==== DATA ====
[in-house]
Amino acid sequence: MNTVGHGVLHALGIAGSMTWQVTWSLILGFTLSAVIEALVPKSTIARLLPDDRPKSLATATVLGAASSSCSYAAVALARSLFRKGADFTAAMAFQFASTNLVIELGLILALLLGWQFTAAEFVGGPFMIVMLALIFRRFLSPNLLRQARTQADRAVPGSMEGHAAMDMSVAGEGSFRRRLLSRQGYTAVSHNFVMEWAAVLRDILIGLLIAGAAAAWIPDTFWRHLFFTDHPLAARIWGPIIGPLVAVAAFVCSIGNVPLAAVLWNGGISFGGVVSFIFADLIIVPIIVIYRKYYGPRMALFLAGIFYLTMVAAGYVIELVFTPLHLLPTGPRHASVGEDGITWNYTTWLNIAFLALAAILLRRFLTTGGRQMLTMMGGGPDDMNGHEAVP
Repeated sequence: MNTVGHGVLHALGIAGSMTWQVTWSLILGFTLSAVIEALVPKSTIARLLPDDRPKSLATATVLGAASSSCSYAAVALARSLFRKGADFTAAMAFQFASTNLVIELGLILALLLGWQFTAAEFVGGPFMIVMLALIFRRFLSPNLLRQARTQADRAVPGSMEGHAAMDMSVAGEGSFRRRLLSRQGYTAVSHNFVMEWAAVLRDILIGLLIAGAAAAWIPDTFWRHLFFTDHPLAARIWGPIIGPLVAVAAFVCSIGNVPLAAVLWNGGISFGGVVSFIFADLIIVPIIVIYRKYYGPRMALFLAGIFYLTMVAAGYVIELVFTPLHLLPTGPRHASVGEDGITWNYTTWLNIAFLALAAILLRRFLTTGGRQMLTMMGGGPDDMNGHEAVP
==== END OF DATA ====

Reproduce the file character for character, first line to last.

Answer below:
[in-house]
Amino acid sequence: MNTVGHGVLHALGIAGSMTWQVTWSLILGFTLSAVIEALVPKSTIARLLPDDRPKSLATATVLGAASSSCSYAAVALARSLFRKGADFTAAMAFQFASTNLVIELGLILALLLGWQFTAAEFVGGPFMIVMLALIFRRFLSPNLLRQARTQADRAVPGSMEGHAAMDMSVAGEGSFRRRLLSRQGYTAVSHNFVMEWAAVLRDILIGLLIAGAAAAWIPDTFWRHLFFTDHPLAARIWGPIIGPLVAVAAFVCSIGNVPLAAVLWNGGISFGGVVSFIFADLIIVPIIVIYRKYYGPRMALFLAGIFYLTMVAAGYVIELVFTPLHLLPTGPRHASVGEDGITWNYTTWLNIAFLALAAILLRRFLTTGGRQMLTMMGGGPDDMNGHEAVP
Repeated sequence: MNTVGHGVLHALGIAGSMTWQVTWSLILGFTLSAVIEALVPKSTIARLLPDDRPKSLATATVLGAASSSCSYAAVALARSLFRKGADFTAAMAFQFASTNLVIELGLILALLLGWQFTAAEFVGGPFMIVMLALIFRRFLSPNLLRQARTQADRAVPGSMEGHAAMDMSVAGEGSFRRRLLSRQGYTAVSHNFVMEWAAVLRDILIGLLIAGAAAAWIPDTFWRHLFFTDHPLAARIWGPIIGPLVAVAAFVCSIGNVPLAAVLWNGGISFGGVVSFIFADLIIVPIIVIYRKYYGPRMALFLAGIFYLTMVAAGYVIELVFTPLHLLPTGPRHASVGEDGITWNYTTWLNIAFLALAAILLRRFLTTGGRQMLTMMGGGPDDMNGHEAVP